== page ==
Anyhow, she let me off lightly when I sheepishly phoned to tell her that I had the car.  After one embarrassing phone call later to the Police to tell them that the car was no longer 'stolen', I was on my way home.

Stolen Car drama aside, this is exactly what I needed with Brighton only less than three weeks away now.  My confidence is at an all time high.  I really didnt foresee this when I started running again after my enforced break at Christmas and my very slow and poor January.

On paper, it appears I'm on for a PB but of course, race day could be very different indeed.  I just need to keep my fingers crossed now and ensure I get my pre and mid-race nutrition right beforehand and on the day.  Speaking to Richard and Andy mid-run yesterday, both of them told me that Brighton is quite a flat marathon, apart from a little small incline for about 400-500ft around mile 4-5 so everything is pointing in the direction of them two magic letters.

I'm now into my taper.  I plan to run 13 miles maximum next Saturday with my usual two-to-three shorter runs in midweek then will wind down my mileage in time for Marathon weekend. Then hopefully I can get to the start line in one piece and smash my PB.


Friday, 20 March 2015

The LSR from hell...after work!

With Alison's Mum's surprise 70th birthday party planned for the weekend, there was only one way I was going to be able to get a LSR (thats 'long slow run' for the non-marathoners reading) in and that was after work.

I work at Queen Mary, University of London in a Financial Reporting role.  Please dont use the 'A' word... and I dont mean a-hole either!  My job involves sitting for long periods in front of gigantic excel spreadsheets and losing the will to live.  The thought of running after work drives me on to get through the day.  That thought of pulling on the Brooks Glycerin just literally drags you along and then all the stresses just disappear in seconds as the cadence increases along with the heart rate.

I'd run from Welling to Whitechapel a couple of times in the past but as most will know, I've recently moved to Petts Wood so this would be a different animal altogether.  As the crow flies, you're looking at 13-14 miles with the bare minimum of fuss but that would mean coming past Canary Wharf, using the Greenwich foot tunnel and all them steps up and down and then getting through Greenwich whether it be navigating the hill in Greenwich Park or taking a slight detour.  Whatever direction I choose from Greenwich means going up.  The other option is into the City and over Tower Bridge, run back through Surrey Quays and Deptford and onto Greenwich, where I'd manage a flattish 6 miles before taking into account any hills, which would allow me to get into some kind of rhythm.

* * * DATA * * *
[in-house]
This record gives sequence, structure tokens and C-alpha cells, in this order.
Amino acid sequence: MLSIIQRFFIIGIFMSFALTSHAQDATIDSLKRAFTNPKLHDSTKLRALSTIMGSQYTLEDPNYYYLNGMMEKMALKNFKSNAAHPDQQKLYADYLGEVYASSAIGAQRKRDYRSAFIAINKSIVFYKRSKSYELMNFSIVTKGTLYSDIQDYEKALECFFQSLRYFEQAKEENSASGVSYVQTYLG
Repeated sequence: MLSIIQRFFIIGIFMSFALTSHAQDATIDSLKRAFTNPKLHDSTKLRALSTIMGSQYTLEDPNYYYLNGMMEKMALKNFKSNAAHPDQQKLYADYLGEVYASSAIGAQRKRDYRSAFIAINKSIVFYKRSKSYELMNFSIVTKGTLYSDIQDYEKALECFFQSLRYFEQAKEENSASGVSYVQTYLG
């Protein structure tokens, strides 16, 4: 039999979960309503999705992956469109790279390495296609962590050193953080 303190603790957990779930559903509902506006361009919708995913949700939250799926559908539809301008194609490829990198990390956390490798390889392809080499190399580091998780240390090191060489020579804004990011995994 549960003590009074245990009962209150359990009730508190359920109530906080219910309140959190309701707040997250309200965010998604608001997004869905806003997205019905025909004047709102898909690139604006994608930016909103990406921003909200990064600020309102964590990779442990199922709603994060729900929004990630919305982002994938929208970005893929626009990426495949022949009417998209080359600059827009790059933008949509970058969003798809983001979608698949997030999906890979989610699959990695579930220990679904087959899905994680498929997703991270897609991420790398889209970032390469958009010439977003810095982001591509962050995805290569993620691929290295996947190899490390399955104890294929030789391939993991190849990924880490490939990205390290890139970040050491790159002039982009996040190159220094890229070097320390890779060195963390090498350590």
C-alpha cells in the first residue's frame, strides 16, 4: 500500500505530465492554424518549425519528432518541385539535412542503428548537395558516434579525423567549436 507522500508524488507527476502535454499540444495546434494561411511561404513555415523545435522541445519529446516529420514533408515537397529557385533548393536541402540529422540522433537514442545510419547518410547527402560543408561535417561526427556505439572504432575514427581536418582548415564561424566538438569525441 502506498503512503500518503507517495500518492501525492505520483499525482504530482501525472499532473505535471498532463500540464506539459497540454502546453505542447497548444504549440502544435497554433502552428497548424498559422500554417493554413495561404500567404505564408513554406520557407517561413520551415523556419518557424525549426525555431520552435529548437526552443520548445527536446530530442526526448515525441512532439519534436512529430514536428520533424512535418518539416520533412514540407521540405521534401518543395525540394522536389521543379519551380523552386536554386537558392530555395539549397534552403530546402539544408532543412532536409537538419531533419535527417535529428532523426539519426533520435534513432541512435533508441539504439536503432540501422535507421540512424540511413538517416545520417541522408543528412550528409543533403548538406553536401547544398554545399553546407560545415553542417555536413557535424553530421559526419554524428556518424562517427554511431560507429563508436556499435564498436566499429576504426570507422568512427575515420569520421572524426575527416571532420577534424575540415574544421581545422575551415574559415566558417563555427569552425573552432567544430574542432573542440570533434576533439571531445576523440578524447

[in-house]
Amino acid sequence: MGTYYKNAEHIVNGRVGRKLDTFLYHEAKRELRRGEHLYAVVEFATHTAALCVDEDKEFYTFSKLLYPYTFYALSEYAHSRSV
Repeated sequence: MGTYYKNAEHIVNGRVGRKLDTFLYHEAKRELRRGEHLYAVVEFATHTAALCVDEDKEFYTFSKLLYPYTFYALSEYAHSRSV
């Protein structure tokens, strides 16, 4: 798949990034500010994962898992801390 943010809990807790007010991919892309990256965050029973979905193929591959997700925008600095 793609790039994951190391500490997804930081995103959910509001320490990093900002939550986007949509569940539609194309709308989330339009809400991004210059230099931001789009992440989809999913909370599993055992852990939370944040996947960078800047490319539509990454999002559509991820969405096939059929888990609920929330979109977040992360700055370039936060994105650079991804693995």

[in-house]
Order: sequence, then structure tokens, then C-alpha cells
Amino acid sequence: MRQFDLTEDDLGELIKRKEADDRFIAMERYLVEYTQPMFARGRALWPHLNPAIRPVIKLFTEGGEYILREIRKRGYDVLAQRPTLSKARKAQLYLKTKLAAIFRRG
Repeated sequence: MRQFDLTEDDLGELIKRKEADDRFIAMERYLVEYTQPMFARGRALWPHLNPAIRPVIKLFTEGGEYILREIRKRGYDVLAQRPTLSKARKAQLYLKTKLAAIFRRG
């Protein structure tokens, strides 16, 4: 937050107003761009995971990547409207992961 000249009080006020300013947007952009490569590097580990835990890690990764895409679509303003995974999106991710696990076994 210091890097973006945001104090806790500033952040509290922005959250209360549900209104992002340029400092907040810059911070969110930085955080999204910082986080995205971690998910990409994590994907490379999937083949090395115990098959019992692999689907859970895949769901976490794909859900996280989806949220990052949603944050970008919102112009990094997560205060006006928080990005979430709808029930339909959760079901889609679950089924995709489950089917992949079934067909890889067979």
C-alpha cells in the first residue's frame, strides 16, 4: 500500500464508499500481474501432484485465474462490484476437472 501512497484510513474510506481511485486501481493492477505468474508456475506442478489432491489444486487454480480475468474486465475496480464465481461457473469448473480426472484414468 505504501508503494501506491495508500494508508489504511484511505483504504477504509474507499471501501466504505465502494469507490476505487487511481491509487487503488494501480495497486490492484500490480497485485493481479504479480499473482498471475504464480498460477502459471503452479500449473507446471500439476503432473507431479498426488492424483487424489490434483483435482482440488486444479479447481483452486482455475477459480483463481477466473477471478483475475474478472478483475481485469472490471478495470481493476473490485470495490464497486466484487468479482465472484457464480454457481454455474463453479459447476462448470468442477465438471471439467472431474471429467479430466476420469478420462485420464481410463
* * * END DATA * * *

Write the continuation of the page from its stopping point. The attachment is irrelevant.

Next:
Bearing that in mind, I'd navigated a 16 miler from Whitechapel to Petts Wood and attempted it at the beginning of March...





I ran reasonably well but the last 4 miles seemed to be a struggle.  As planned I headed into Aldgate, over Tower Bridge and down towards Deptford and Greenwich but pretty much from the Greenwich one way system, it goes up.  Up and over the hill to Lewisham then the long drag to and from Lee Green to Eltham Hill all the way up to Eltham High Street.  There's a little relief running down to Avery Hill but pretty much from the start of New Eltham station, the road ramps up again through Five Ways, up Green Lane then into Chislehurst.  Despite the hills, I know I ran well.  I was pretty much bang on my target 9:30 min/mile pace but I felt ridiculously tired when I got home and spent the next 90 minutes soaking in the bath.  It was a good job that Alison had gone off to Yoga otherwise I dont think I would have stayed in that long!

So I needed to follow that 16 mile up with something a little more substantial.  Not as far as 20 miles but somewhere in the region of 18 - 18.5.  Just to get into the zone of the wall to see how I felt.